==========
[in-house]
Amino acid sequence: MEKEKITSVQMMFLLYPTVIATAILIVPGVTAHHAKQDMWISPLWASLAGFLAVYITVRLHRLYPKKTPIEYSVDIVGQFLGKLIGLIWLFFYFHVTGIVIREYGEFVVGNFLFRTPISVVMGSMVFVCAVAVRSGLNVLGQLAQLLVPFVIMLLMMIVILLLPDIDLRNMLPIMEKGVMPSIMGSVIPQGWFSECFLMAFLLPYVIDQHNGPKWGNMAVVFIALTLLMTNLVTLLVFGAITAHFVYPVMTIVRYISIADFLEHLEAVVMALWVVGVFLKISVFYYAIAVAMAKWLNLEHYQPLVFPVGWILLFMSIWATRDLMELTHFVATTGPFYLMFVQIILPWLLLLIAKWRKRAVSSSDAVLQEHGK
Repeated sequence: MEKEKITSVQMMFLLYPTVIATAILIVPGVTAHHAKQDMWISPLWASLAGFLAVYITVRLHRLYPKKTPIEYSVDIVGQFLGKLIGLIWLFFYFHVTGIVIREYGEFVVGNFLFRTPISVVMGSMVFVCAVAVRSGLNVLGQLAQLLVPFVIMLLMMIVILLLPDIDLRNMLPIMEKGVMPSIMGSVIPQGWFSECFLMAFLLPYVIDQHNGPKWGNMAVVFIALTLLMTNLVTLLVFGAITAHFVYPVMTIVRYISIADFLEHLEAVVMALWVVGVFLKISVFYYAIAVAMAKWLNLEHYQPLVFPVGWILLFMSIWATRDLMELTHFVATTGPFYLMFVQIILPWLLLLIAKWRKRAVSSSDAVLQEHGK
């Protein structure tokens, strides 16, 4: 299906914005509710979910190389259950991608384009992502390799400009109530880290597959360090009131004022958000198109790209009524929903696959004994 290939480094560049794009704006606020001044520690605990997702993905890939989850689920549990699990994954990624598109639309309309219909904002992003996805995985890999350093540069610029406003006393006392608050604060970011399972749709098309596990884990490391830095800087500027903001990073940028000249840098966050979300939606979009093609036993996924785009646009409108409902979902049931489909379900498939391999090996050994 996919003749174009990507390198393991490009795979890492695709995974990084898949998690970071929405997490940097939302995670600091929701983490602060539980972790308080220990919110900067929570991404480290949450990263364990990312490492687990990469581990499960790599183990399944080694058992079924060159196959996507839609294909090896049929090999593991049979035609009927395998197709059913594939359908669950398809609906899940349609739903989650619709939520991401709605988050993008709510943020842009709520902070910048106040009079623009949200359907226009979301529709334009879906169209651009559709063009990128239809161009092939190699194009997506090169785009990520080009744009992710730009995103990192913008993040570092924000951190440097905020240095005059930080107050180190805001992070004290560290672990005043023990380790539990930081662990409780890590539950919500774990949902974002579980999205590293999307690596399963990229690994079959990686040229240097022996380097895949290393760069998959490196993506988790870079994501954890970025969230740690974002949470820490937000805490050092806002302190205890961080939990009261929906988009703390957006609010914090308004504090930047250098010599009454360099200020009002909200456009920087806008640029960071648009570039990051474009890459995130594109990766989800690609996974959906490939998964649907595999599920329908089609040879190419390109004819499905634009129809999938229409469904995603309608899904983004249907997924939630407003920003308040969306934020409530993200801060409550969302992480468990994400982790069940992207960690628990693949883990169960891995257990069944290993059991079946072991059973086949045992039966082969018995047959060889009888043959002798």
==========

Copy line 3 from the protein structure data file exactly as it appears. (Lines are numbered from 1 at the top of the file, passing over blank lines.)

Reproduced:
Repeated sequence: MEKEKITSVQMMFLLYPTVIATAILIVPGVTAHHAKQDMWISPLWASLAGFLAVYITVRLHRLYPKKTPIEYSVDIVGQFLGKLIGLIWLFFYFHVTGIVIREYGEFVVGNFLFRTPISVVMGSMVFVCAVAVRSGLNVLGQLAQLLVPFVIMLLMMIVILLLPDIDLRNMLPIMEKGVMPSIMGSVIPQGWFSECFLMAFLLPYVIDQHNGPKWGNMAVVFIALTLLMTNLVTLLVFGAITAHFVYPVMTIVRYISIADFLEHLEAVVMALWVVGVFLKISVFYYAIAVAMAKWLNLEHYQPLVFPVGWILLFMSIWATRDLMELTHFVATTGPFYLMFVQIILPWLLLLIAKWRKRAVSSSDAVLQEHGK